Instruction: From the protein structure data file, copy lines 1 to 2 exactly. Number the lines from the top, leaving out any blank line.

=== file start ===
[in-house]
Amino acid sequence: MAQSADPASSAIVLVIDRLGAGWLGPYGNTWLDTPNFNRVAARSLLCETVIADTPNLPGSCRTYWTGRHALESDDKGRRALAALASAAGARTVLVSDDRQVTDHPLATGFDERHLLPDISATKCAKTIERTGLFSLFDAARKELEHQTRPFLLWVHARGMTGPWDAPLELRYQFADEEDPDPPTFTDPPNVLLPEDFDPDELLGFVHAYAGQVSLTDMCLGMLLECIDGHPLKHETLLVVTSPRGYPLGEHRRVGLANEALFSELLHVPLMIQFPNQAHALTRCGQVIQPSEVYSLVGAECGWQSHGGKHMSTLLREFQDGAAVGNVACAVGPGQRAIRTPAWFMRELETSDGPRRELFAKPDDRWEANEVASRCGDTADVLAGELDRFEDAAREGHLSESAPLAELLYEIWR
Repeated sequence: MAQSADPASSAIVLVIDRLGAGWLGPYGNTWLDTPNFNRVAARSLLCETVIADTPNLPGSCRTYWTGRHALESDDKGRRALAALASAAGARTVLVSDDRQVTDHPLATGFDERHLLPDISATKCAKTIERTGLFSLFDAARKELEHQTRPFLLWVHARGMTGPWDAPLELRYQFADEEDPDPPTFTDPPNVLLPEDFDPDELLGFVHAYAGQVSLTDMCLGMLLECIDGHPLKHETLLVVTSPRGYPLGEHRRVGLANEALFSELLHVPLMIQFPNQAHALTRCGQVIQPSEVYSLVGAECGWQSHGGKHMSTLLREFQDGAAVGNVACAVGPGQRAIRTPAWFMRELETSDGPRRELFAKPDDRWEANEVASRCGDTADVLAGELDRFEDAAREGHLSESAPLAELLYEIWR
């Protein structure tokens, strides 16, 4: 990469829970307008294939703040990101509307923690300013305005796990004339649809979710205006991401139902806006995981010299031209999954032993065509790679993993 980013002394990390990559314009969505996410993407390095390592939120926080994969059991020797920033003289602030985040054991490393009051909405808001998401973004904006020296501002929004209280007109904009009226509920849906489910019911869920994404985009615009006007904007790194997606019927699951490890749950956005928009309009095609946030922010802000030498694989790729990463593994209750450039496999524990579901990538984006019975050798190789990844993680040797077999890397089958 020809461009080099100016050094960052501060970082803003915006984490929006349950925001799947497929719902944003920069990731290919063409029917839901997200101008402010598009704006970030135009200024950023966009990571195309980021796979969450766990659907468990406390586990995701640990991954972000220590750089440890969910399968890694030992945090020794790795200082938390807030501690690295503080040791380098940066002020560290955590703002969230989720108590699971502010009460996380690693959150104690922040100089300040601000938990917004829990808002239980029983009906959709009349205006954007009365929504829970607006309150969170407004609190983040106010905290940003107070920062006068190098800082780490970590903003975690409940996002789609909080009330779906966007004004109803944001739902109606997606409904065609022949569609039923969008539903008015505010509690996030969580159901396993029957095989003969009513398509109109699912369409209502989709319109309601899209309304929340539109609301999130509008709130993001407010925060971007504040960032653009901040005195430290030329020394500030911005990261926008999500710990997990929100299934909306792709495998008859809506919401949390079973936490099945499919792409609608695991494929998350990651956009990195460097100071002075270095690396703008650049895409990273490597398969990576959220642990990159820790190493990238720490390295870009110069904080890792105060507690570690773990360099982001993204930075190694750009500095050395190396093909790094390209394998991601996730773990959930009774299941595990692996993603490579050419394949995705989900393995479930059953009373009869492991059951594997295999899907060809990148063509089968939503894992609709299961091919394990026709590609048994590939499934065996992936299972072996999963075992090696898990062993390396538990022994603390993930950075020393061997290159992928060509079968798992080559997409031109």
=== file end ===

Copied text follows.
[in-house]
Amino acid sequence: MAQSADPASSAIVLVIDRLGAGWLGPYGNTWLDTPNFNRVAARSLLCETVIADTPNLPGSCRTYWTGRHALESDDKGRRALAALASAAGARTVLVSDDRQVTDHPLATGFDERHLLPDISATKCAKTIERTGLFSLFDAARKELEHQTRPFLLWVHARGMTGPWDAPLELRYQFADEEDPDPPTFTDPPNVLLPEDFDPDELLGFVHAYAGQVSLTDMCLGMLLECIDGHPLKHETLLVVTSPRGYPLGEHRRVGLANEALFSELLHVPLMIQFPNQAHALTRCGQVIQPSEVYSLVGAECGWQSHGGKHMSTLLREFQDGAAVGNVACAVGPGQRAIRTPAWFMRELETSDGPRRELFAKPDDRWEANEVASRCGDTADVLAGELDRFEDAAREGHLSESAPLAELLYEIWR